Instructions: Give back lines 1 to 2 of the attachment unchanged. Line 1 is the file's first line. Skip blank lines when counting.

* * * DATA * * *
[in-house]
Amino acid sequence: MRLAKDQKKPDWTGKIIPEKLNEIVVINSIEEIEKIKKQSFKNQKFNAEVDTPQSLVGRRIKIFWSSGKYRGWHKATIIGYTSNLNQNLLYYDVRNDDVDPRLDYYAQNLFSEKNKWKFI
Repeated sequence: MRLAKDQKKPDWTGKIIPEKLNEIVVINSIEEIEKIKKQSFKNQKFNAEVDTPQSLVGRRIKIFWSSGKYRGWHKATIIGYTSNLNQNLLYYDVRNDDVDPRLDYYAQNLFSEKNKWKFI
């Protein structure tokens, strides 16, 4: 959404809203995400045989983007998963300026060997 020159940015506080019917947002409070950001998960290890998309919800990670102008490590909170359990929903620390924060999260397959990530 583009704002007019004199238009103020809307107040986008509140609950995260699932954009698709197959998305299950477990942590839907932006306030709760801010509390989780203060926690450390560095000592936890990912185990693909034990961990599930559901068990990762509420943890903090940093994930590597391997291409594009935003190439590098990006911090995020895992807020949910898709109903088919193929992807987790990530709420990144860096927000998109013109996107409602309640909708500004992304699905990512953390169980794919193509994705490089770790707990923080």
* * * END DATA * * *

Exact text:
[in-house]
Amino acid sequence: MRLAKDQKKPDWTGKIIPEKLNEIVVINSIEEIEKIKKQSFKNQKFNAEVDTPQSLVGRRIKIFWSSGKYRGWHKATIIGYTSNLNQNLLYYDVRNDDVDPRLDYYAQNLFSEKNKWKFI